Millennium Drilling Co., Inc. v. House-Meyers et al

Filing 392

ORDER - HHM Parties' Motion to Amend (ECF No. 331 ), Motion to Stay (ECF No. 334 ), Rule 50(b) Motion (ECF No. 340 ), and Motion to Stay Pending Appeal (ECF No. 349 ) are denied. It is further ordered Millennium's Motion for Writ of Execution (ECF No. 348 ) is granted. Signed by Judge Miranda M. Du on 7/5/2017. (Copies have been distributed pursuant to the NEF - DRM)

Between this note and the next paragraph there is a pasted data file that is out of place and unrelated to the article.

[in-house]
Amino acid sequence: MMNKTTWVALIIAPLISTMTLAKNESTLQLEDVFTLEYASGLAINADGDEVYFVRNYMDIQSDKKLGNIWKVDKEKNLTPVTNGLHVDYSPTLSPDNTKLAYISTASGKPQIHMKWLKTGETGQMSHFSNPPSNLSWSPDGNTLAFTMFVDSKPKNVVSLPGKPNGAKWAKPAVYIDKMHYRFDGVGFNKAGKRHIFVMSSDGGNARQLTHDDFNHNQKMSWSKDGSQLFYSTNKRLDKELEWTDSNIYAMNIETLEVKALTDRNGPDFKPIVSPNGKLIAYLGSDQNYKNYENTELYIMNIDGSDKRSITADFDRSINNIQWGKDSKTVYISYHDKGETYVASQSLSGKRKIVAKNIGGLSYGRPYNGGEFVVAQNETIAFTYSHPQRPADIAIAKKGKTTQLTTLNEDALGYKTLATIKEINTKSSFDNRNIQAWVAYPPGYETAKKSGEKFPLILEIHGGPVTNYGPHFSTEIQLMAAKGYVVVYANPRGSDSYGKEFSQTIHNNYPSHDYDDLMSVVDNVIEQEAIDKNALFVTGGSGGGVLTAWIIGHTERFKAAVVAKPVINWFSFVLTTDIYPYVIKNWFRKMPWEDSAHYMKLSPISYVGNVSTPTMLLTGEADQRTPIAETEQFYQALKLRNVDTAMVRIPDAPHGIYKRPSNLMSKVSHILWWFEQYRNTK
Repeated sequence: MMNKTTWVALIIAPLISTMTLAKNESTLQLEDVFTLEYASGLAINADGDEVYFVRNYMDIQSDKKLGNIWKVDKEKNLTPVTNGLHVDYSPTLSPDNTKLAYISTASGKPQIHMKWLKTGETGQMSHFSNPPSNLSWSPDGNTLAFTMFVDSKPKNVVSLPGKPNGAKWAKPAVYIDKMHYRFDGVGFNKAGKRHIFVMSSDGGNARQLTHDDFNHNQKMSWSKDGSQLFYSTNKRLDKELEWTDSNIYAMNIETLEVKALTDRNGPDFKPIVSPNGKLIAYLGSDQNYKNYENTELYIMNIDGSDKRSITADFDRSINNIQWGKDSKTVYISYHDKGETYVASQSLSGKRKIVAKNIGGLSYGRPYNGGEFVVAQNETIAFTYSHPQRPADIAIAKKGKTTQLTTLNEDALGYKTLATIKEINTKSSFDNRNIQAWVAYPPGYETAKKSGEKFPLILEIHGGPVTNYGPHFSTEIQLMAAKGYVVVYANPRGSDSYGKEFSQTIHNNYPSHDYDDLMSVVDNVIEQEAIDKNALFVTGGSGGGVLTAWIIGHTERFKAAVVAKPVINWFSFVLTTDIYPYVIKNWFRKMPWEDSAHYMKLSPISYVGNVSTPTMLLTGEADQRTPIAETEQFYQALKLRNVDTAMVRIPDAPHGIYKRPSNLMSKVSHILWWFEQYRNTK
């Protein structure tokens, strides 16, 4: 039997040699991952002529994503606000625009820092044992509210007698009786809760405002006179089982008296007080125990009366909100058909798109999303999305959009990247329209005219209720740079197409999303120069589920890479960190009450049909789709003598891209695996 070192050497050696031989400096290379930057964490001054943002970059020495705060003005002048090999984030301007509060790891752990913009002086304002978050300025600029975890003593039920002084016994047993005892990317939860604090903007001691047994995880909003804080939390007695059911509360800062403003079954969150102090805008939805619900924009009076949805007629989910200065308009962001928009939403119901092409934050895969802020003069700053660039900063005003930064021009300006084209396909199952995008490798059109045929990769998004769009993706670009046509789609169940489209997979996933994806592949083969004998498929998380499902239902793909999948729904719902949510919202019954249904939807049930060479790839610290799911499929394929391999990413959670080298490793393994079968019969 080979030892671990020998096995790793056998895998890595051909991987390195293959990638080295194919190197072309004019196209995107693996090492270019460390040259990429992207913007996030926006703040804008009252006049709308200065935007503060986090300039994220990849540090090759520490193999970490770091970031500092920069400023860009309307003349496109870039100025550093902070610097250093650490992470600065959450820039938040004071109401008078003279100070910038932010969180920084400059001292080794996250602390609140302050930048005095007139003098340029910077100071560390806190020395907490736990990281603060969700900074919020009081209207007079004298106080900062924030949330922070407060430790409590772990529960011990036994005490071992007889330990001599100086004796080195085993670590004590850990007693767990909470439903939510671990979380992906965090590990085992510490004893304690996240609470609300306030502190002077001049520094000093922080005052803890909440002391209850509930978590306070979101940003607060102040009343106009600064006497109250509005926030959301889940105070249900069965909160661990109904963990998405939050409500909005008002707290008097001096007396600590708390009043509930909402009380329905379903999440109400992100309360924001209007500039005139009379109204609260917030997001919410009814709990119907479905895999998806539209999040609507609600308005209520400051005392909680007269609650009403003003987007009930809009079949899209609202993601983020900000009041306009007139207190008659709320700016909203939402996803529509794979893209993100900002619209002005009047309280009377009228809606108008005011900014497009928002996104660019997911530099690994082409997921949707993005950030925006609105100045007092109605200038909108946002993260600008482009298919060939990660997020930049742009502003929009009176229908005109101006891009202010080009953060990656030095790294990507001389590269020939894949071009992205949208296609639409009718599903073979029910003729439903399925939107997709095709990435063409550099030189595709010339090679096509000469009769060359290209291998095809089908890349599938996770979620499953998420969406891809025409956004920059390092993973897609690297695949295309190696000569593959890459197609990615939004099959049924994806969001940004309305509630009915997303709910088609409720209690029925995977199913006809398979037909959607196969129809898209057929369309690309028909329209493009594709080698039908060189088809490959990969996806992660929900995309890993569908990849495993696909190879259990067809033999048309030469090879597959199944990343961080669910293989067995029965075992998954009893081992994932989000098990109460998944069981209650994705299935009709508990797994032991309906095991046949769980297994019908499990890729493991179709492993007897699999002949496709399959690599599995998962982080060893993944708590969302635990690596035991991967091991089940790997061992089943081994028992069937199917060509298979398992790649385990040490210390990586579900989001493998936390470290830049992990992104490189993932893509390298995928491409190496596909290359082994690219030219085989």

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1 2 3 4 5 6 UNITED STATES DISTRICT COURT 7 DISTRICT OF NEVADA 8 *** 9 MILLENNIUM DRILLING CO., INC., a Case No. 2:12-cv-00462-MMD-CWH Delaware Corporation, 10 Plaintiff, ORDER 11 v. 12 BEVERLY HOUSE-MYERS REVOCABLE TRUST; BEVERLY-HOUSE MYERS, 13 TRUSTEE; GRACE MAE PROPERTIES, LLC; HAMRICK TRUST; ROBERT H. 14 HAMRICK AND MOLLY KAY HAMRICK, TRUSTEES; DOES I through X; and ROES 15 I through X, 16 Defendants. 17 MOLLY HAMRICK; BEVERLY HOUSE18 MYERS; R&M HAMRICK FAMILY TRUST, 19 Third-Party Plaintiffs, 20 v. 21 JONATHAN FELDMAN; MONTCALM, LLC; PATRIOT EXPLORATION COMPANY, 22 LLC; CARTER HENSON, JR.; MATTHEW BARNES; ROBERT HOLT; ELIZABETH 23 HOLT; and SCHAIN, LEIFER, GURALNICK, 24 Third-Party Defendants. 25 26 I. INTRODUCTION 27 Before the Court are five post-judgment motions. Defendants and Third-Party 28 Plaintiffs (“HHM Parties”) bring four motions: (1) Motion to Amend the Judgment (“Motion 1 to Amend”) (ECF No. 331); (2) Motion to Stay Enforcement of Judgment Pending 2 Disposition of Defendants’ Motion to Amend the Judgment (“Motion to Stay”) (ECF No. 3 334); (3) Renewal of Motion for Judgment as a Matter of Law (“Rule 50(b) Motion”) (ECF 4 No. 340); and (4) Motion to Stay Enforcement of the Judgment Pending Appeal to the 5 Ninth Circuit (“Motion to Stay Pending Appeal”) (ECF No. 349). Plaintiff Millennium Drilling 6 Co., Inc. (“Millennium”) brings a Motion for Writ of Execution (“Motion for Writ”) (ECF No. 7 348). The Court has reviewed HHM Parties’ response (ECF No. 354) and replies (ECF 8 Nos. 341, 356, 357, 377), Third-Party Defendants Jonathan Feldman and Patriot 9 Exploration Company, LLC (“Patriot”) and Plaintiff Millennium’s collective1 responses 10 (ECF Nos. 337,2 353), as well as Millennium’s response3 (ECF No. 376) and reply (ECF 11 No. 357). For the reasons discussed below, all four of HHM Parties’ Motions are denied and 12 13 Millennium’s Motion is granted. 14 II. BACKGROUND 15 This case concerns a contract dispute arising from a series of oil and gas 16 investment drilling partnerships.4 After a nine-day trial beginning on November 8, 2016, a 17 jury returned a verdict in favor of Millennium on its breach of contract and breach of the 18 implied covenant of good faith and fair dealing claims and denied relief to HHM Parties on 19 all claims in their third-party complaint. (ECF No. 330.) Judgment on the verdict was then 20 entered on November 22, 2016. (ECF No. 328.) 21 On December 6, 2016, HHM Parties filed the Motion to Amend based on the theory 22 that Millennium received a double recovery by being awarded damages for both its breach 23 of contract claim and its breach of the implied covenant of good faith and fair dealing claim. 24 25 26 27 28 1Henceforth, Jonathan Feldman, Patriot, and Millennium are referred to collectively as “Patriot Parties.” 2Patriot Parties filed one brief that simultaneously responds to HHM Parties’ Motion to Amend and Motion to Stay. 3Only Millennium filed a response to HHM Parties’ Rule 50(b) Motion. 4An overview of the facts in this case can be found in the Pre-Trial Order. (See ECF No. 238 at 2-7.) 2 1 (ECF No. 331.) That same day, HHM Parties also filed their Motion to Stay. (ECF No. 2 334.) 3 On December 13, 2016, HHM Parties renewed their motion for judgment as a 4 matter of law pursuant to Federal Rule of Civil Procedure 50(b), raising for the first time 5 purely legal questions concerning the existence of an event of default under the relevant 6 contracts. (ECF No. 340.) On December 21, 2016, HHM Parties filed a notice of appeal to 7 the Ninth Circuit. (ECF No. 346.) The following day, both parties filed motions: Millennium 8 filed a motion for a writ of execution while HHM Parties filed an emergency motion to stay 9 enforcement of the judgment pending its appeal to the Ninth Circuit. (ECF Nos. 348, 349.) 10 This Court ultimately refused to consider the emergency motion to stay on an emergency 11 basis because of HHM Parties’ failure to comply with Local Rule 7-4(a). (ECF No. 350.) 12 III. HHM PARTIES’ MOTION TO AMEND (ECF No. 331) 13 HHM Parties bring their motion to amend the judgment under Rule 59. (ECF No. 14 331 at 2.) The Ninth Circuit has held that a Rule 59(e) motion to amend or alter a 15 judgment—also known as a motion for reconsideration—should not be granted “absent 16 highly unusual circumstances.” Marlyn Nutraceuticals, Inc. v. Mucos Pharma GmbH & Co., 17 571 F.3d 873, 880 (9th Cir. 2009) (quoting 389 Orange Street Partners v. Arnold, 179 F.3d 18 656, 665 (9th Cir. 1999)). The motion must set forth the following: (1) some valid reason 19 why the court should revisit its prior order; and (2) facts or law of a “strongly convincing 20 nature” in support of reversing the prior decision. Frasure v. United States, 256 F. Supp. 21 2d 1180, 1183 (D. Nev. 2003). “There are four grounds upon which a Rule 59(e) motion 22 may be granted: 1) the motion is necessary to correct manifest errors of law or facts upon 23 which the judgment is based; 2) the moving party presents newly discovered or previously 24 unavailable evidence; 3) the motion is necessary to prevent manifest injustice; or 4) there 25 is an intervening change in controlling law.” Turner v. Burlington N. Santa Fe R.R. Co., 26 338 F.3d 1058, 1063 (9th Cir. 2003) (citations and internal quotation marks omitted). A 27 motion is properly denied when the movant fails to establish any reason justifying relief. 28 Backlund v. Barnhart, 778 F.2d 1386, 1388 (9th Cir. 1985) (holding that a district court 3 1 properly denied a motion for reconsideration in which the plaintiff presented no arguments 2 that were not already raised in his original motion)). Moreover, “a Rule 59(e) motion may 3 not be used to raise arguments or present evidence for the first time when they could 4 reasonably have been raised earlier in the litigation.” Kona Enters., Inc. v. Estate of 5 Bishop, 229 F.3d 877, 890 (9th Cir. 2000). 6 HHM Parties appear to make the claim that the jury’s verdict is based on a manifest 7 error of law, specifically, the existence of a breach of the duty of good faith and fair dealing. 8 HHM Parties contend that the basis for Millennium’s breach of the duty of good faith and 9 fair dealing claim is HHM Parties’ disavowal of their debt, which is simply another way to 10 say that HHM Parties breached an express obligation in the promissory notes. (See ECF 11 No. 331 at 5.) HHM Parties point to Delaware case law—Delaware law governs the Falcon 12 Drilling contract—wherein the court found that in order to sufficiently state a claim for 13 breach of the duty of good faith and fair dealing, the party needed to allege an implied 14 contractual obligation and a breach of that obligation. (ECF No. 331 at 4 (citing Kuroda v. 15 SPJS Holdings, L.L.C., 971 A.2d 872, 888 (Del Ch. 2009)).) Thus, because Millennium 16 put forth no evidence of an additional implied contractual provision that HHM Parties 17 breached, HHM Parties contend that the damages awarded for this claim—$1,366,000 18 attributed to Beverly House-Myers and Grace Mae Properties, LLC and $751,300 19 attributed to R&M Hamrick Family Trust under the Falcon Drilling Partnership5 (id. at 3)— 20 amount to an impermissible double recovery for the same injury. (See id. at 6.) 21 Millennium responds that the issue of whether the “disavowal of debt” constituted 22 an express contractual provision should have been raised earlier in the litigation. (See 23 ECF No. 337 at 4.) In its First Amended Complaint (“FAC”), Millennium alleges that the 24 basis for the breach of the duty of good faith and fair dealing was in part the parties’ failure 25 to make payment on amounts owed to Millennium under the contracts and by seeking to 26 interfere with other resolutions made on behalf of the partnerships. (See ECF No. 30 at 7, 27 28 5These amounts represent the accrued interest under the contracts. 4 1 11, 14.) HHM Parties thus had ample notice of the allegations supporting Millennium’s 2 claim. HHM Parties fail to offer a valid reason why the Court should now consider their 3 argument concerning the legal sufficiency of the jury’s finding a breach of the duty of good 4 faith and fair dealing. 5 In addition, Millennium aptly points out that the damages awarded under the breach 6 of the duty of good faith and fair dealing claim reflect a distinct category of damages and 7 not a double recovery. (ECF No. 337 at 3.) The amount that the jury awarded for this claim 8 was merely the pre-judgment interest accrued pursuant to the specific agreements.6 To 9 the extent that HHM Parties take issue with the jury finding a breach of the duty of good 10 faith and fair dealing resulting in a damage award, they should have raised this issue 11 earlier on in litigation, ostensibly at the motion to dismiss stage, as the plaintiff did in the 12 Kuroda case that HHM Parties rely upon. Alternatively, HHM Parties could have proposed 13 a jury instruction on this issue or moved for judgment as a matter of law pursuant to Rule 14 50(a) at the close of the case on the breach of the duty of good faith and fair dealing claim. 15 The HHM Parties did none of these. Thus, HHM Parties have clearly waived their 16 arguments with respect to this claim by not raising them earlier. 17 HHM Parties request that if this Court allows the interest damages to stand for the 18 breach of the duty of good faith and fair dealing claim, then the Court amend the judgment 19 to discount the damages owed to their present value.7 (ECF No. 331 at 6.) However, this 20 is also an issue that could have been raised earlier, for instance through a motion for 21 22 23 24 25 26 27 28 6In their reply, HHM Parties state that “under Delaware law, an underlying compensatory damage value that is causally linked to the alleged conduct supporting breach of the covenant of good faith and fair dealing is a prerequisite for awarding prejudgment interest as a part of a damage model for that cause of action.” (ECF No. 341 at 5.) They base this contention on Delaware case law, which requires that “to state a claim for breach of the implied covenant of good faith and fair dealing, a litigant must allege a specific obligation implied in the contract, a breach of that obligation and resulting damages.” (ECF No. 341 at 4-5 (quoting Matthew v. Laudamiel, C.A. No. 5957-VCN, 2012 WL 605589, at *16 (Del Ch. Feb. 21, 2012)).) However, this case dealt with a motion to dismiss a claim for breach of the duty of good faith and fair dealing at the pleading stage. 7The Court assumes that HHM Parties are requesting that the Court factor in inflation such that the damage amount, owed under the contract in 2026, be discounted to current dollar value. However, they cite no Delaware law in support of this proposition. 5 1 summary judgment limiting damages or a proposed jury instruction. The language of the 2 contracts also does not indicate that in the event of default the note amount should be 3 discounted to present day value. For these reasons, the Court denies HHM Parties’ Motion to Amend. 4 5 IV. HHM PARTIES’ MOTION TO STAY (ECF No. 334) 6 The Motion to Stay requests a stay of the judgment pending the Court’s resolution 7 of the Motion to Amend. (ECF No. 334.) The Court’s resolution of the Motion to Amend 8 renders the Motion to Stay moot. The Motion to Stay is therefore denied. 9 V. HHM PARTIES’ RULE 50(B) MOTION (ECF No. 340) 10 A post-trial Rule 50(b) motion is “limited to the grounds asserted in the pre- 11 deliberation Rule 50(a) motion.” E.E.O.C. v. Go Daddy Software, Inc., 581 F.3d 951, 961 12 (9th Cir. 2009). “A party cannot raise arguments in its post-trial motion for judgment as a 13 matter of law under Rule 50(b) that it did not raise in its pre-verdict Rule 50(a) motion.” 14 Freund v. Nycomed Amersham, 347 F.3d 752, 761 (9th Cir. 2003). 15 In their Rule 50(b) Motion, HHM Parties present new arguments not raised in their 16 initial Rule 50(a) motion. Specifically, they make two new arguments. First, they argue that 17 the question of whether there was an event of default under the Assumption Agreement 18 that allowed for acceleration of the amounts owed under the Subscription Notes is a 19 question of law that should not have been submitted to a jury. (See ECF No. 340 at 11.) 20 Second, they argue that, given that whether default and acceleration occurred is a legal 21 question, the Court must strictly scrutinize whether Millennium’s theory of default is 22 supported by the relevant law, which they contend rejects the notion that filing a lawsuit 23 constitutes repudiation of a debt. (See id. at 12-13.) 24 During the Rule 50(a) motion raised pre-verdict, HHM Parties raised four different 25 arguments from the two presented in their Rule 50(b) Motion: (1) the expert witness’s 26 testimony, based on his review of 7,000 pieces of paper, did not establish that an event of 27 default had occurred (ECF No. 375 at 230); (2) the Subscription Notes lacked 28 consideration (id. at 230-31); (3) the partnerships were limited and not general 6 1 partnerships (id. at 233-34); and (4) Millennium’s claims were unripe because the Falcon 2 Partnership had purchased bonds that had yet to reach their date of maturity (id. at 231). 3 During oral argument on the Rule 50(a) motion, HHM Parties did not raise the issue of 4 whether the existence of an event of default was a matter of law that must be decided 5 based upon the language in the agreements. Instead, their counsel stated, “There is no 6 evidence to justify a default event to accelerate this Note.” (Id. at 234.) Counsel also 7 argued that the events of default listed in the Turnkey Agreement, which the partnerships 8 alone were a party to, did not apply to Molly Hamrick or Beverly House-Myers. (Id. at 235.) 9 None of the arguments presented in the Rule 50(a) motion pre-verdict remotely resemble 10 the arguments raised in HHM Parties’ 50(b) Motion where they argue that the existence 11 of an event of default requiring acceleration is a question of law that the Court must 12 determine by strictly scrutinizing the plain language of the contracts. As a result, the HHM 13 Parties waived these arguments. 14 Despite HHM Parties’ failure to raise these arguments in their Rule 50(a) motion 15 pre-verdict, the Court may review the jury’s verdict for plain error. See Logtale, Ltd. V. 16 IKOR, Inc., No. 11-cv-05452-EDL, 2016 WL 7743408, at *3 (N.D. Cal. Aug. 16, 2016) 17 (“[w]here a party does raise new arguments in a Rule 50(b) motion, the court is limited to 18 reviewing the jury’s verdict for plain error”) (internal quotation marks and citation omitted). 19 However, given that the legal arguments in the Rule 50(b) Motion could have been raised 20 much earlier on in litigation as well as HHM Parties’ failure to propose any jury instructions 21 related to Millennium’s claims beyond one concerning mitigation of damages, the Court 22 declines to reach the merits of these arguments post-verdict. See Taddeo v. Koval 23 Flamingo, LLC, No. 2:12-cv-01110-APG-NJK, 2016 WL 6272367, at *1 (D. Nev. Oct. 25, 24 2016) (finding that, because a party failed to raise an argument in a pre-verdict motion for 25 judgment as a matter of law, the court need not entertain the party’s post-verdict 26 argument); see also Fed.R.Civ.P. 50(b), Advisory Committee Notes on the 2006 27 Amendments (“Because the Rule 50(b) motion is only a renewal of the preverdict motion, 28 it can be granted only on grounds advanced in the preverdict motion.”). 7 Therefore, the Court denies HHM Parties’ Rule 50(b) Motion. 1 2 VI. HHM PARTIES’ MOTION TO STAY PENDING APPEAL (ECF No. 349) 3 HHM Parties request that this Court stay enforcement of the judgment pending their 4 appeal to the Ninth Circuit pursuant to Rule 62 and Federal Rule of Appellate Procedure 5 8.8 In deciding whether to issue a stay pending appeal, the district court must consider 6 four factors: “(1) whether the stay applicant has made a strong showing that he is likely to 7 succeed on the merits; (2) whether the applicant will be irreparably injured absent a stay; 8 (3) whether issuance of the stay will substantially injure the other parties interested in the 9 proceeding; and (4) where the public interest lies.” Nken v. Holder, 556 U.S. 418, 434 10 (2009) (quoting Hilton v. Braunskill, 481 U.S. 770, 776 (1987)) (internal quotation marks 11 omitted). The district court balances these factors on a sliding scale, where a strong 12 showing on one factor may offset a weaker showing on another. See Levia-Perez v. 13 Holder, 640 F.3d 962, 964 (9th Cir. 2011) (citing Alliance for the Wild Rockies v. Cottrell, 14 632 F.3d 1127, 1131 (9th Cir. 2011)). 15 In assessing the likelihood of success on the merits, this Court turns to the standard 16 of review utilized by the Ninth Circuit in reviewing jury verdicts, which requires the court to 17 affirm the judgment if there is substantial evidence to support the jury’s verdict. See Harper 18 v. City of Los Angeles, 533 F.3d 1010, 1021 (9th Cir. 2008). This standard also requires 19 that, if “sufficient evidence is presented to a jury on a particular issue and if the jury 20 instructions on the issue stated the law correctly, the [appellate] court must sustain the 21 jury’s verdict.” Id. 22 After reviewing the jury instructions proposed and agreed upon by the parties, the 23 Court finds that there was sufficient evidence for the jury to determine based on those 24 instructions that there was a breach of the duty of good faith and fair dealing, to award 25 pre-judgment interest as damages for that breach, and for the jury—as opposed to the 26 27 28 8Federal Rule of Appellate Procedure 8 applies only to motions to stay filed in the appellate court. Federal Rule of Civil Procedure 62 applies to motions to stay filed in the district court. For that reason, this Court considers HHM Parties’ motion only under Rule 62. 8 1 court—to be permitted to find the existence of an event of default. Moreover, HHM Parties 2 do not contend that the jury instructions in this case misstated the law. The issues raised 3 in their Motion to Amend and Rule 50(b) Motion, which they present as the basis for their 4 likelihood of success on the merits (see ECF No. 349 at 6-11), address their own failure 5 to raise legal arguments sooner in this case or to propose specific jury instructions. For 6 instance, had HHM Parties proposed a jury instruction explaining that a breach of the duty 7 of good faith and fair dealing required a separate injury resulting from a breach of an 8 implied contractual obligation9 or an instruction that pre-judgment interest could only be 9 awarded if underlying compensatory damages were granted for that breach,10 the jury may 10 have reached a different conclusion. However, no such instructions were proposed; in 11 fact, HHM Parties’ proposed jury instructions included only one instruction related to 12 Millennium’s claims on the issue of mitigation of contract damages. (See ECF No. 271-1 13 at 16.) Moreover, HHM Parties did not object to the instructions presented to the jury 14 regarding Millennium’s injury, which clearly permitted the jury to infer that HHM Parties’ 15 disavowal of their debt constituted both a breach of contract and a breach of the duty of 16 good faith and fair dealing. (See ECF No. 325 at 31-32, 40.) This failure to preserve the 17 record makes success on their double recovery claim unlikely. 18 On the issue of submitting to a jury the question of whether under the plain 19 language of the contracts the repudiation of debt constituted an event of default requiring 20 acceleration, the cases cited by HHM Parties do not support their assertion that the Court 21 22 23 24 25 26 27 28 ultimate jury instruction on this claim states that “Millennium claims that each of Defendants violated the duty to act fairly and in good faith by disavowing their debt in connection with their investments,” and that “[t]o establish this claim, Millennium must prove by a preponderance of the evidence the following: First, that Millennium and Defendants entered into contracts; Second, that Millennium did all, or substantially all of the significant things the contract required it to do; Third, that all the conditions required for Millennium’s performance had occurred; Fourth, that Defendants actions interfered with Millennium’s right to receive the benefits of each contract; and Finally, that Millennium was harmed by Defendant’s conduct.” (ECF No. 325 at 40.) 9The 9 1 erred in allowing the issue to be presented to the jury. First, HHM Parties contend that 2 whether an occurrence constitutes an event of default is a matter of law. (See ECF No. 3 349 at 10.) However, this is the case only if the contractual provision on the event of default 4 is deemed to be unambiguous. See Eugene A. Dell Donne and Son, L.P. v. Applied Card 5 Sys. Inc., 821 A.2d 885, 887-88 (Del. 2003) (finding that the provisions at issue in the 6 contract were “plain”). In their Rule 50(b) Motion, HHM Parties concede that the clause 7 Millennium appears to rely on for an event of default “ends prematurely and awkwardly,” 8 “does not quite make sense,” “has a strangely placed semi-colon,” and is an “incomplete 9 sentence [that] ends with a dangling unspecified condition.” (ECF No. 340 at 10.) 10 Essentially claiming that the provision on which Millennium makes the case for an event 11 of default is ambiguous, HHM Parties then claim there is a lack of evidence upon which 12 the jury reached its verdict based on HHM Parties’ own interpretation of this contractual 13 provision. (See id.; see also ECF No. 349 at 9-10.) HHM Parties’ failure to raise these 14 arguments at trial—to highlight the ambiguity of the provision regarding an event of default 15 and to argue that the disavowal of debt, either through the wording of an email or the 16 initiation of a lawsuit, did not amount to an event of default based on a reasonable 17 interpretation of the provision—does not mean that the jury’s verdict is based on 18 insufficient evidence. Rather, the jury found Millennium’s interpretation of the provision to 19 be viable and weighed the evidence in light of it, finding that the disavowal of debt in 20 whatever form constituted an event of default within the meaning of the contract. 21 Second, HHM Parties’ contention that acceleration is a legal matter to be 22 determined solely by the court is not supported by the case law they cite. For instance, in 23 Brown v. Avemco Inv. Corp., the Ninth Circuit addressed the adequacy of a jury instruction 24 on acceleration under Texas law, where the plaintiffs proposed several versions of the 25 acceleration instruction and the court chose an instruction more favorable to the defendant 26 that failed to incorporate relevant legal and equitable principles. See Brown v. Avemco 27 Inv. Corp., 603 F.2d 1367, 1372-73, 1380 (9th Cir. 1979). Given that HHM Parties did not 28 even propose an instruction on acceleration or object to the absence of one, the Court 10 1 fails to see how the jury erred in finding that an event of default had occurred requiring 2 acceleration of amounts owed under the contract. 3 The Court thus finds that HHM Parties have not demonstrated that they are likely 4 to succeed on the merits of either of their two arguments on appeal. Accordingly, the Court 5 denies their request for a stay pending appeal. 6 VII. MILLENNIUM’S MOTION FOR WRIT (ECF No. 348) 7 HHM Parties argue that Millennium would not be harmed if the Court stayed 8 execution of the judgment, but this argument ignores a prevailing party’s right to enforce 9 a judgment following a jury verdict, particularly where the case has been pending for over 10 four years. The Court agrees with Millennium that HHM Parties failed to provide any 11 evidence demonstrating that they cannot satisfy the judgment without selling their 12 homesteads. The equities do not favor a stay, particularly where HHM Parties fail to show 13 any attempts to post a supersedeas bond or to offer any form of security to support their 14 request for a stay. For these reasons, the Court grants Millennium’s motion for a writ of 15 execution. 16 VIII. CONCLUSION 17 The Court notes that the parties made several arguments and cited to several cases 18 not discussed above. The Court has reviewed these arguments and cases and determines 19 that they do not warrant discussion or reconsideration as they do not affect the outcome 20 of the parties’ motions 21 It is therefore ordered that HHM Parties’ Motion to Amend (ECF No. 331), Motion 22 to Stay (ECF No. 334), Rule 50(b) Motion (ECF No. 340), and Motion to Stay Pending 23 Appeal (ECF No. 349) are denied. 24 25 26 It is therefore ordered that Millennium’s Motion for Writ of Execution (ECF No. 348) is granted. DATED THIS 5th day of July 2017. 27 MIRANDA M. DU UNITED STATES DISTRICT JUDGE 28 11